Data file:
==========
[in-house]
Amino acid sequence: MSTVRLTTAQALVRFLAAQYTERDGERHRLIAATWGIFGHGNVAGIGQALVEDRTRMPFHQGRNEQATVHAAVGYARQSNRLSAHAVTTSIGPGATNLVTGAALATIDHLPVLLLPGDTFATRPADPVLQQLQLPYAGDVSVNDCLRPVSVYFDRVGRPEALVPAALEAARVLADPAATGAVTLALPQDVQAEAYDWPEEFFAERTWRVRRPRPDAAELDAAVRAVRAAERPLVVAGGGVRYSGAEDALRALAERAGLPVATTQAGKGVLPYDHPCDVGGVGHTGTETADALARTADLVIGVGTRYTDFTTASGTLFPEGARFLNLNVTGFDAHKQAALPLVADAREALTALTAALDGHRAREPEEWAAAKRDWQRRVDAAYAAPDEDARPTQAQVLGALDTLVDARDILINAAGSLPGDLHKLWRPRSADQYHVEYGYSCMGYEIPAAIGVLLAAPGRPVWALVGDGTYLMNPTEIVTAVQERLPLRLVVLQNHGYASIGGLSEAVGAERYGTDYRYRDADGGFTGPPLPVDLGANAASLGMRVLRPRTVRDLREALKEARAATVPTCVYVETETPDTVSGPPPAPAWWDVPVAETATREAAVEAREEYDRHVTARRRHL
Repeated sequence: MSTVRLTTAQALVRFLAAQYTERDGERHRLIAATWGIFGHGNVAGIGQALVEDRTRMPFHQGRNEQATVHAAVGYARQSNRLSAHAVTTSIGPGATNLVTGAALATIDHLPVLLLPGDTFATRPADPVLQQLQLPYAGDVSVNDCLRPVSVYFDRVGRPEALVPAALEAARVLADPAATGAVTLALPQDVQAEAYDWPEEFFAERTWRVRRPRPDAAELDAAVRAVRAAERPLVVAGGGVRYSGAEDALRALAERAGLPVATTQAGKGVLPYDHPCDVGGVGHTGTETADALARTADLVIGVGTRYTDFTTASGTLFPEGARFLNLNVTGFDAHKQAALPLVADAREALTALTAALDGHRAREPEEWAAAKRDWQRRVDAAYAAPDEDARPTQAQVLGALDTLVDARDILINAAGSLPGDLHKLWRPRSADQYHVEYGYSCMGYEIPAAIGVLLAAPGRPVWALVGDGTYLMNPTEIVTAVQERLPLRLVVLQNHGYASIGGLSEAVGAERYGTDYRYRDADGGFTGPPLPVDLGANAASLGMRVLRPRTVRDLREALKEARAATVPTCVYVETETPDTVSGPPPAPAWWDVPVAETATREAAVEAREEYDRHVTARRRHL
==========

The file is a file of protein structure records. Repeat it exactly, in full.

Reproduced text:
[in-house]
Amino acid sequence: MSTVRLTTAQALVRFLAAQYTERDGERHRLIAATWGIFGHGNVAGIGQALVEDRTRMPFHQGRNEQATVHAAVGYARQSNRLSAHAVTTSIGPGATNLVTGAALATIDHLPVLLLPGDTFATRPADPVLQQLQLPYAGDVSVNDCLRPVSVYFDRVGRPEALVPAALEAARVLADPAATGAVTLALPQDVQAEAYDWPEEFFAERTWRVRRPRPDAAELDAAVRAVRAAERPLVVAGGGVRYSGAEDALRALAERAGLPVATTQAGKGVLPYDHPCDVGGVGHTGTETADALARTADLVIGVGTRYTDFTTASGTLFPEGARFLNLNVTGFDAHKQAALPLVADAREALTALTAALDGHRAREPEEWAAAKRDWQRRVDAAYAAPDEDARPTQAQVLGALDTLVDARDILINAAGSLPGDLHKLWRPRSADQYHVEYGYSCMGYEIPAAIGVLLAAPGRPVWALVGDGTYLMNPTEIVTAVQERLPLRLVVLQNHGYASIGGLSEAVGAERYGTDYRYRDADGGFTGPPLPVDLGANAASLGMRVLRPRTVRDLREALKEARAATVPTCVYVETETPDTVSGPPPAPAWWDVPVAETATREAAVEAREEYDRHVTARRRHL
Repeated sequence: MSTVRLTTAQALVRFLAAQYTERDGERHRLIAATWGIFGHGNVAGIGQALVEDRTRMPFHQGRNEQATVHAAVGYARQSNRLSAHAVTTSIGPGATNLVTGAALATIDHLPVLLLPGDTFATRPADPVLQQLQLPYAGDVSVNDCLRPVSVYFDRVGRPEALVPAALEAARVLADPAATGAVTLALPQDVQAEAYDWPEEFFAERTWRVRRPRPDAAELDAAVRAVRAAERPLVVAGGGVRYSGAEDALRALAERAGLPVATTQAGKGVLPYDHPCDVGGVGHTGTETADALARTADLVIGVGTRYTDFTTASGTLFPEGARFLNLNVTGFDAHKQAALPLVADAREALTALTAALDGHRAREPEEWAAAKRDWQRRVDAAYAAPDEDARPTQAQVLGALDTLVDARDILINAAGSLPGDLHKLWRPRSADQYHVEYGYSCMGYEIPAAIGVLLAAPGRPVWALVGDGTYLMNPTEIVTAVQERLPLRLVVLQNHGYASIGGLSEAVGAERYGTDYRYRDADGGFTGPPLPVDLGANAASLGMRVLRPRTVRDLREALKEARAATVPTCVYVETETPDTVSGPPPAPAWWDVPVAETATREAAVEAREEYDRHVTARRRHL